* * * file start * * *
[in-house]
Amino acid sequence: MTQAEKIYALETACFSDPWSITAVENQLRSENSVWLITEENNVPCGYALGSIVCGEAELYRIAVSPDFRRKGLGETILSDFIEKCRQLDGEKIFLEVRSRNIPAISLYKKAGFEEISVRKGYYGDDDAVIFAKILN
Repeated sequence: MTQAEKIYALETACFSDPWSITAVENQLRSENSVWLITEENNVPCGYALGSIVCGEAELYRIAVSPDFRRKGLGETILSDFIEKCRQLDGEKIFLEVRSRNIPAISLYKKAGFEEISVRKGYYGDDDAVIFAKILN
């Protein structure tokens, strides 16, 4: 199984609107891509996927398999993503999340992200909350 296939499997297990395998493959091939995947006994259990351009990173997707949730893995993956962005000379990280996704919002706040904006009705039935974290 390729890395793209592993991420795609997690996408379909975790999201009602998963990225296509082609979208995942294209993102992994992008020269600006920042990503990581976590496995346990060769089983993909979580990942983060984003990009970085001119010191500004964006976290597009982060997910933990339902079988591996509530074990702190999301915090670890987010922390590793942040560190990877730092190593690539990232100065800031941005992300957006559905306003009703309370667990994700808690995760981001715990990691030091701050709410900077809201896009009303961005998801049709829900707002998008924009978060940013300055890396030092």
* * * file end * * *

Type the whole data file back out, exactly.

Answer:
[in-house]
Amino acid sequence: MTQAEKIYALETACFSDPWSITAVENQLRSENSVWLITEENNVPCGYALGSIVCGEAELYRIAVSPDFRRKGLGETILSDFIEKCRQLDGEKIFLEVRSRNIPAISLYKKAGFEEISVRKGYYGDDDAVIFAKILN
Repeated sequence: MTQAEKIYALETACFSDPWSITAVENQLRSENSVWLITEENNVPCGYALGSIVCGEAELYRIAVSPDFRRKGLGETILSDFIEKCRQLDGEKIFLEVRSRNIPAISLYKKAGFEEISVRKGYYGDDDAVIFAKILN
């Protein structure tokens, strides 16, 4: 199984609107891509996927398999993503999340992200909350 296939499997297990395998493959091939995947006994259990351009990173997707949730893995993956962005000379990280996704919002706040904006009705039935974290 390729890395793209592993991420795609997690996408379909975790999201009602998963990225296509082609979208995942294209993102992994992008020269600006920042990503990581976590496995346990060769089983993909979580990942983060984003990009970085001119010191500004964006976290597009982060997910933990339902079988591996509530074990702190999301915090670890987010922390590793942040560190990877730092190593690539990232100065800031941005992300957006559905306003009703309370667990994700808690995760981001715990990691030091701050709410900077809201896009009303961005998801049709829900707002998008924009978060940013300055890396030092």